By Thomas Rosenberg, MSc in Psychology

Things will only repeat by accident – not by design.

Hindsight does not mean foresight.

Problems and solutions are co-evolving as you go along.

Constraints get difficult to handle.

You are never quite sure how people and things will behave.

Things are dispositional – not causal.

This is complexity. But what can I do (you might ask)? Is it possible to intervene in such a domain?

The answer is yes, but let’s try to get a little more specific than riding the flow,managing the patterns or absorbing complexity. In the process we may also become aware that complexity requires more management discipline rather than less.

So if you want to STOP treating the complex as though it is ordered – and avoid perpetual disappointment – then keep on reading.

Key rules for dealing with high levels of complexity

You don’t try to interpret it and you don’t try to analyze it, because you don’t have repeatability. Instead you understand complexity by interacting with it.

More precisely this means that you run multiple parallel safe-to-fail experiments very quickly, rather than doing one thing many times. Because with high levels of uncertainty you can’t afford the time to do one thing many times until you get it right.

Actually you should never run less than three safe-to-fail experiments, and ideally five to seven. And remember: in parallel – not one after the other. The cycle time should be fast: about two to three months.

But let’s take a closer look at the key rules of engagement when dealing with high levels of complexity:

  1. Your experiments should be coherent. You don’t do something just because someone thinks it’s a good idea. There has to be some rationale to it.
    1. One way of testing for coherence is by employing techniques such as “Ritual Descent” or “Red Teams” where you use opposing teams trying to criticize or destroy the presented ideas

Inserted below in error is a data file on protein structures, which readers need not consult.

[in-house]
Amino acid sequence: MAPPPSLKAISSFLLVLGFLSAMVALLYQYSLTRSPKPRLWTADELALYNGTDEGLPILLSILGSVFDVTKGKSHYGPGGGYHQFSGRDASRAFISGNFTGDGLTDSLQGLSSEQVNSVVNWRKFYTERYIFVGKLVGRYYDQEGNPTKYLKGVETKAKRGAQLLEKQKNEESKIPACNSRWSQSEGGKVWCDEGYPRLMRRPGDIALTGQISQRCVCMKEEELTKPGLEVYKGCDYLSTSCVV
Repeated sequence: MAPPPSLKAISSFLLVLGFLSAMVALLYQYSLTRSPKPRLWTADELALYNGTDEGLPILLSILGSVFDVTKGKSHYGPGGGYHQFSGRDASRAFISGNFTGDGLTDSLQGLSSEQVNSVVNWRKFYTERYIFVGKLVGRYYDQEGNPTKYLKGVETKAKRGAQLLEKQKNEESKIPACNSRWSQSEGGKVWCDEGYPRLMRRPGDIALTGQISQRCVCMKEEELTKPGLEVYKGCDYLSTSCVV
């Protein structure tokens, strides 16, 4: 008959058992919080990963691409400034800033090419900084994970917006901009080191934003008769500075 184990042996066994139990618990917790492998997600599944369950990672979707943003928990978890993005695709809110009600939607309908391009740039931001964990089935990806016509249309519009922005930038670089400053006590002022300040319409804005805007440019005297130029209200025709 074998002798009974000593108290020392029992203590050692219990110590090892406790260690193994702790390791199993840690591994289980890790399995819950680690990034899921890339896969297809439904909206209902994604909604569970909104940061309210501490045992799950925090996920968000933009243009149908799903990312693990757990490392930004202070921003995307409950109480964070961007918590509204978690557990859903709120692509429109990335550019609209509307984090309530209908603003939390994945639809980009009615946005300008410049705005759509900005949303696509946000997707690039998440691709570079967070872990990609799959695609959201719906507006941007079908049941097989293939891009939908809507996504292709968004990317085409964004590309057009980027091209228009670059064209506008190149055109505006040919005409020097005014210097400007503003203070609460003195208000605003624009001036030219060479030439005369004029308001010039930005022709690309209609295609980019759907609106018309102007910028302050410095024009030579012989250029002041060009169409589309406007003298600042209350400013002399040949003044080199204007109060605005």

2. Your experiments must be safe-to-fail. Which basically means that if it doesn’t work you can recover. Also it means that if you cannot answer the four next questions, it is not safe-to-fail:
    1. What are the early signs of failure?
    2. What are the early signs of success?
    3. What are your actual dampening strategies when the experiment fails?
    4. What are your actual amplification strategies if the experiment succeeds?
  3. Your experiments need to be finely grained, tangible and understandable, so that they are possible to measure – not abstract

Overall your portfolio of experiments should contain:

  • Some experiments that are oblique in nature – trying to solve another problem related to your primary problem often is more effective when dealing with complexity
  • Naïve approaches – using somebody with a completely different knowledge base and perspective, e.g. putting a biology professor in an engineering department and see what happens
  • A few high risk/high return options in order to broaden the portfolio
  • Contradictions – they are good in a complex field, because they provide great success/failure feedback

As you can see managing complexity is a disciplined – and never ending – process. In fact you are managing the evolutionary potential of the present. Some say that this takes 10.000 hours (or 5 years) to master, so you might as well get started.

(The article is inspired by Professor Dave Snowden).


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